European Central Bank
VICE News Correspondent Phoebe Greenwood reports from Athens where she meets with young people trying their best not to waste the most creative years of their lives.
Greece's European creditors are now evaluating a new bailout proposal of $59 billion, which may stop a possible 'Grexit' from the Eurozone. On Thursday, pro-euro protestors gathered in Athens.
If Prime Minister Alexis Tsipras does not come up with a proposal by the end of the day that creditors accept, Greece's banking system will almost inevitably collapse and it could soon exit the euro.
After the resounding “No” vote on the bailout referendum, uncertainty, confusion, and the ever-present lines at ATMs have returned in Greece.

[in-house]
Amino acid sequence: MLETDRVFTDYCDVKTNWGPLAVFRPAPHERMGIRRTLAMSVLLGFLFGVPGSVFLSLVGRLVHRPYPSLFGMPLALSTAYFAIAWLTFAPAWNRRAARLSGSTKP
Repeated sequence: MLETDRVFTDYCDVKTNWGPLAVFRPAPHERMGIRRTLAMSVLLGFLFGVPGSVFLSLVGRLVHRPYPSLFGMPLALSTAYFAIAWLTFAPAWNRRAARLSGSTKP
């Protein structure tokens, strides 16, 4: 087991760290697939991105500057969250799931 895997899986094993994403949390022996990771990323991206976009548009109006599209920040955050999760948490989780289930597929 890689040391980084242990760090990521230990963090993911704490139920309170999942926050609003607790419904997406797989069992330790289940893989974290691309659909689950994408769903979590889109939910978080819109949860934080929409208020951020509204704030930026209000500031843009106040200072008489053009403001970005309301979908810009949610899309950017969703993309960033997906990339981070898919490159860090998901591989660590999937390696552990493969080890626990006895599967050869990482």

Greece faces a widely expected exit from the euro zone after overwhelmingly voting against accepting a bailout offer from the country’s creditors.
Millions of Greeks cast ballots in a referendum that may determine the country’s economic survival and its future in Europe.
Police in Athens clashed with thousands of anti-austerity protesters that gathered to support for the government’s call to vote no in Sunday’s referendum.
Greek citizens have withdrawn $4.54 billion from banks in the last week, while he deadline for the country's next debt repayment is Tuesday, June 30. Today's talks are decisive in resolving the crisis.
Thousands are demonstrating as the European Central Bank unveiled a very expensive new HQ in Germany and violence between police and protesters has left scores injured.
A frustrated reaction to the deal from voters and governing Syriza Party members reflects the mood of most Greeks, who are sick and tired of wallowing in financial crisis.
The announcement of a four month extension emboldened investors and temporarily eased fears of an impending Greek exit.